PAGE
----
Adding smartphone-based cognitive-behavior therapy to pharmacotherapy for major depression (FLATT project): Study protocol for a randomized controlled trial

On behalf of steering committee of the Fun to Learn to Act and Think through Technology (FLATT) project

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20 Citations (Scopus)


Major depression is one of the most debilitating diseases in terms of quality of life. Less than half of patients suffering from depression can achieve remission after adequate antidepressant treatment. Another promising treatment option is cognitive-behavior therapy (CBT). However, the need for experienced therapists and substantive dedicated time prevent CBT from being widely disseminated. In the present study, we aim to examine the effectiveness of switching antidepressants and starting a smartphone-based CBT program at the same time, in comparison to switching antidepressants only, among patients still suffering from depression after adequate antidepressant treatment. Methods/design: A multi-center randomized trial is currently being conducted since September 2014. The smartphone-based CBT program, named the "Kokoro-App," for major depression has been developed and its feasibility has been confirmed in a previous open study. The program consists of an introduction, 6 sessions and an epilogue, and is expected to be completed within 9 weeks by patients. In the present trial, 164 patients with DSM-5 major depressive disorder and still suffering from depressive symptoms after adequate antidepressant treatment for more than 4 weeks will be allocated to the Kokoro-App plus switching antidepressant group or the switching antidepressant alone group. The participants allocated to the latter group will receive full components of the Kokoro-App after 9 weeks. The primary outcome is the change in the total score on the Patient Health Questionnaire through the 9 weeks of the program, as assessed at week 0, 1, 5 and 9 via telephone by blinded raters. The secondary outcomes include the change in the total score of the Beck Depression Inventory-II, change in side effects as assessed by the Frequency, Intensity and Burden of Side Effects Rating, and treatment satisfaction. Discussion: An effective and reachable intervention may not only lead to healthier mental status among depressed patients, but also to reduced social burden from this illness. This paper outlines the background and methods of a trial that evaluates the possible additive value of a smartphone-based CBT program for treatment-resistant depression.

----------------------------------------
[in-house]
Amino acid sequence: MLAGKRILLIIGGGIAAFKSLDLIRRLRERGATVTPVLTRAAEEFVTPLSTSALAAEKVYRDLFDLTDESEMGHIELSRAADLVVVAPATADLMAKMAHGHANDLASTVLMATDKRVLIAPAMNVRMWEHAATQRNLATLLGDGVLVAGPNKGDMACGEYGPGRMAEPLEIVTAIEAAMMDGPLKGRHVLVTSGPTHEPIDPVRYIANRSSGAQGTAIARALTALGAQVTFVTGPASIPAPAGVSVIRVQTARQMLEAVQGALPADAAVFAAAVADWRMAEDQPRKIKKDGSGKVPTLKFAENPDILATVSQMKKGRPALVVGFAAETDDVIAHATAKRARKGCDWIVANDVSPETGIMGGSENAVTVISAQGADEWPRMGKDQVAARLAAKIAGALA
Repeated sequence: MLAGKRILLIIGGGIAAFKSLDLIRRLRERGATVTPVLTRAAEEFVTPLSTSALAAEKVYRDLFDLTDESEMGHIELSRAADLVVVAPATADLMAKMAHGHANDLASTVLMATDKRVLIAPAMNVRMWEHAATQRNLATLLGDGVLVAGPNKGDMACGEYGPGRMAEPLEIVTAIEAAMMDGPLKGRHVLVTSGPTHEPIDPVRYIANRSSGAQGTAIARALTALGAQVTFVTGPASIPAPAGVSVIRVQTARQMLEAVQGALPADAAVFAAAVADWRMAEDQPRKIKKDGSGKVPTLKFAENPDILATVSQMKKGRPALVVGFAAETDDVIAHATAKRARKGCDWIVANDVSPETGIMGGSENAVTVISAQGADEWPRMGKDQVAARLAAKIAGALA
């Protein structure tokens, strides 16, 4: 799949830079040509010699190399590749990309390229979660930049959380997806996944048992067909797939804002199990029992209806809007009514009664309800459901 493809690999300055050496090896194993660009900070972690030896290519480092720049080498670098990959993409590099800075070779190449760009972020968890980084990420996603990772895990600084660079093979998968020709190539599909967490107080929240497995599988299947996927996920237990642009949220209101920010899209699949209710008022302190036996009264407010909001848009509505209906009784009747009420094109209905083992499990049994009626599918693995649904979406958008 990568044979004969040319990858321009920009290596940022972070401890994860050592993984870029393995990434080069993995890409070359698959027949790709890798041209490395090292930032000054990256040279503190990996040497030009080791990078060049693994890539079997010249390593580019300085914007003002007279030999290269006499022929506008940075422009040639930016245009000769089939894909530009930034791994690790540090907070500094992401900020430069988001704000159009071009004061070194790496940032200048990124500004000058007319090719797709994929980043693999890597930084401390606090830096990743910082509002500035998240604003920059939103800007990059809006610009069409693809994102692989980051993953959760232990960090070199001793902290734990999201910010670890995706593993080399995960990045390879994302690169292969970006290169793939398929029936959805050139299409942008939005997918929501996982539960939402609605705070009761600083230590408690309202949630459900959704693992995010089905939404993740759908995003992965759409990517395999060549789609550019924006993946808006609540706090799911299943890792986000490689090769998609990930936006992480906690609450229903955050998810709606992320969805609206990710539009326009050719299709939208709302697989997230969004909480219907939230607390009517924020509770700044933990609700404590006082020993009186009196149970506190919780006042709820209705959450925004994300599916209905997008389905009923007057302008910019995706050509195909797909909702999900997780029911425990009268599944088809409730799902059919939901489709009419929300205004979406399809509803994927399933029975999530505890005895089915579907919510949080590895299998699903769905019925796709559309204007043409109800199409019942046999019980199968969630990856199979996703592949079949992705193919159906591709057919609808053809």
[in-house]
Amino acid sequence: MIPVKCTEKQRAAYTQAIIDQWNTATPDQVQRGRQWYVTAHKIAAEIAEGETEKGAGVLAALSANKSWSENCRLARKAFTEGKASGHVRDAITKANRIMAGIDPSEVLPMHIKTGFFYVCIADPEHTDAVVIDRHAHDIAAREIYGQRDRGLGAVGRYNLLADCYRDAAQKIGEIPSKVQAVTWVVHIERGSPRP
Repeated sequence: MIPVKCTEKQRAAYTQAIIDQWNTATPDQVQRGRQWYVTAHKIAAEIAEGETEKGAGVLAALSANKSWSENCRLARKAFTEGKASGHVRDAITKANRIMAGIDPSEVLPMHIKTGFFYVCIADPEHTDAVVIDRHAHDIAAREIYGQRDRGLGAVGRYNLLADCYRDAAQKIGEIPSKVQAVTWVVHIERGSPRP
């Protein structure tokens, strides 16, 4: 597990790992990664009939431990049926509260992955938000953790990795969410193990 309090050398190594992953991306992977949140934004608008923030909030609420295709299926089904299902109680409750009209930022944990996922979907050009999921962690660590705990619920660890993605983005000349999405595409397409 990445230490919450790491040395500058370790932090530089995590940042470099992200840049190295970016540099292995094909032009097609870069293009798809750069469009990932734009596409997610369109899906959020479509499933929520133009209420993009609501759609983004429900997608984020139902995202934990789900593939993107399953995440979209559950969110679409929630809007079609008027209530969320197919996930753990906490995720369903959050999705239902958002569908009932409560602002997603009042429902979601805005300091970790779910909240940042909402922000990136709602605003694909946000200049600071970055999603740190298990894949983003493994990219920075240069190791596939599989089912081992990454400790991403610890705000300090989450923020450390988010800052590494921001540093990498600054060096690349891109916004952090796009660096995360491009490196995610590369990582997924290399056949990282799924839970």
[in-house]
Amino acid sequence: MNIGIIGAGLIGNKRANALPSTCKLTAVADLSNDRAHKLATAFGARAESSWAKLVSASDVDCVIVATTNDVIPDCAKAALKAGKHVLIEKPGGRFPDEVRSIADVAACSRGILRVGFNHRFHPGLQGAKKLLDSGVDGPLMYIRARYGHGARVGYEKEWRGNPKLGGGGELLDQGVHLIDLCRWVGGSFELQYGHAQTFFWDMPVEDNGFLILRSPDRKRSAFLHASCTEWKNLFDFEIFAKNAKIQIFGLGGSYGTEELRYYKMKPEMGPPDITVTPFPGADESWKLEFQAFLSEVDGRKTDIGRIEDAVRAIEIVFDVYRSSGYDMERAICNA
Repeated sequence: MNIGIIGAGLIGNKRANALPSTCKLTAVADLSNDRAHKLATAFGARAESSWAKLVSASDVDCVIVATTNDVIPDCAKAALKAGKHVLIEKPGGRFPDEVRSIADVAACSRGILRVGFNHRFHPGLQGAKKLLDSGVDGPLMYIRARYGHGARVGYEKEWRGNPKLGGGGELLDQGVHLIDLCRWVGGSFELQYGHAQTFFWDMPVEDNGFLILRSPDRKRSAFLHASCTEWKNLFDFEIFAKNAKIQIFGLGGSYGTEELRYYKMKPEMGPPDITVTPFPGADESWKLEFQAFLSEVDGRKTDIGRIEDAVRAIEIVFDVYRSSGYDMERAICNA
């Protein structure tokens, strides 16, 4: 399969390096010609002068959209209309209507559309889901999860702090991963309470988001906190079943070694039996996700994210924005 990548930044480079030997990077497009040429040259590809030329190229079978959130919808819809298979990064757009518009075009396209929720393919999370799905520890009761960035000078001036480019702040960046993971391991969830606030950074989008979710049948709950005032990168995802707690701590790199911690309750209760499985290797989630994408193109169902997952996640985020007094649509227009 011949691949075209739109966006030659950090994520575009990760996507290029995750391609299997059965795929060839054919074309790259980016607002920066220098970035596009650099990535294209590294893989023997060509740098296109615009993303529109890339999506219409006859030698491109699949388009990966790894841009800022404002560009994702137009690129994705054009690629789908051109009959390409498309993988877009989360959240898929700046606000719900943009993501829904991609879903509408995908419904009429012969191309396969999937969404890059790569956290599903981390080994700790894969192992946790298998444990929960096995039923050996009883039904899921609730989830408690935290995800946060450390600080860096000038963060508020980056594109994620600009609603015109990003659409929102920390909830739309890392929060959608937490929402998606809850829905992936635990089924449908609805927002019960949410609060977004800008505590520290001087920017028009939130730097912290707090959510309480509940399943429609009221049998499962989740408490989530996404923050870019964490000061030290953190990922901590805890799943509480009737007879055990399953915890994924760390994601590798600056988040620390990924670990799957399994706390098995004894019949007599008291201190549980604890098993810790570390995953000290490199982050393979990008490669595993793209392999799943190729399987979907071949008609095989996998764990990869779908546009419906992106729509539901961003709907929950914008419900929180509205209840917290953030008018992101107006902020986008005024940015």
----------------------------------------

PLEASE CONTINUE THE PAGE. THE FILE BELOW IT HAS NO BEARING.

Original languageEnglish
Article number293
Issue number1
Publication statusPublished - Jul 7 2015


  • Behavior therapy
  • Cognitive therapy
  • Computer-assisted therapy
  • Depression
  • Randomized controlled trials

ASJC Scopus subject areas

  • Medicine (miscellaneous)
  • Pharmacology (medical)


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